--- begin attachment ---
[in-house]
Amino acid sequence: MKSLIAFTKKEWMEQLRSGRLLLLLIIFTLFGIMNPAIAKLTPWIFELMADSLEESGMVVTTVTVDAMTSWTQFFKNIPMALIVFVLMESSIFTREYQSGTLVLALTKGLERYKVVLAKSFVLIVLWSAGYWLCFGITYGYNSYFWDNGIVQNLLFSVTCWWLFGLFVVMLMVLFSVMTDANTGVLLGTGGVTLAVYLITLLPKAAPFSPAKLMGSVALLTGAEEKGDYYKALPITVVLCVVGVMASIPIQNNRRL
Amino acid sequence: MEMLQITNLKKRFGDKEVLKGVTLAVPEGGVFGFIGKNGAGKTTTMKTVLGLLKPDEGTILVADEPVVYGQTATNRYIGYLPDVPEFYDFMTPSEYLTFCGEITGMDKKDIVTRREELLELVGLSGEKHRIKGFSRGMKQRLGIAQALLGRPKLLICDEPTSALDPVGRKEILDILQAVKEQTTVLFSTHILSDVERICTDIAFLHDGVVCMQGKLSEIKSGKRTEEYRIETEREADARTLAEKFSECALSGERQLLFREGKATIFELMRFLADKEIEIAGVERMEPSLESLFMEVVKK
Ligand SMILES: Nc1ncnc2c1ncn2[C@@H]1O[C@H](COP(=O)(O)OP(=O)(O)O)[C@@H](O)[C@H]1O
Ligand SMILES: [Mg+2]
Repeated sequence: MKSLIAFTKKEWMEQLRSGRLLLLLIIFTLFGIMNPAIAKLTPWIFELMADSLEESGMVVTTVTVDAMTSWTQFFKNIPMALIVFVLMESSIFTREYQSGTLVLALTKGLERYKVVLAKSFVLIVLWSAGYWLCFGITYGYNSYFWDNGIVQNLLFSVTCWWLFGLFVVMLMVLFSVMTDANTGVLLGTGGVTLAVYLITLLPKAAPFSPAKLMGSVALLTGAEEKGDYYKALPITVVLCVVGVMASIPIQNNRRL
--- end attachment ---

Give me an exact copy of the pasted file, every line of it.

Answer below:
[in-house]
Amino acid sequence: MKSLIAFTKKEWMEQLRSGRLLLLLIIFTLFGIMNPAIAKLTPWIFELMADSLEESGMVVTTVTVDAMTSWTQFFKNIPMALIVFVLMESSIFTREYQSGTLVLALTKGLERYKVVLAKSFVLIVLWSAGYWLCFGITYGYNSYFWDNGIVQNLLFSVTCWWLFGLFVVMLMVLFSVMTDANTGVLLGTGGVTLAVYLITLLPKAAPFSPAKLMGSVALLTGAEEKGDYYKALPITVVLCVVGVMASIPIQNNRRL
Amino acid sequence: MEMLQITNLKKRFGDKEVLKGVTLAVPEGGVFGFIGKNGAGKTTTMKTVLGLLKPDEGTILVADEPVVYGQTATNRYIGYLPDVPEFYDFMTPSEYLTFCGEITGMDKKDIVTRREELLELVGLSGEKHRIKGFSRGMKQRLGIAQALLGRPKLLICDEPTSALDPVGRKEILDILQAVKEQTTVLFSTHILSDVERICTDIAFLHDGVVCMQGKLSEIKSGKRTEEYRIETEREADARTLAEKFSECALSGERQLLFREGKATIFELMRFLADKEIEIAGVERMEPSLESLFMEVVKK
Ligand SMILES: Nc1ncnc2c1ncn2[C@@H]1O[C@H](COP(=O)(O)OP(=O)(O)O)[C@@H](O)[C@H]1O
Ligand SMILES: [Mg+2]
Repeated sequence: MKSLIAFTKKEWMEQLRSGRLLLLLIIFTLFGIMNPAIAKLTPWIFELMADSLEESGMVVTTVTVDAMTSWTQFFKNIPMALIVFVLMESSIFTREYQSGTLVLALTKGLERYKVVLAKSFVLIVLWSAGYWLCFGITYGYNSYFWDNGIVQNLLFSVTCWWLFGLFVVMLMVLFSVMTDANTGVLLGTGGVTLAVYLITLLPKAAPFSPAKLMGSVALLTGAEEKGDYYKALPITVVLCVVGVMASIPIQNNRRL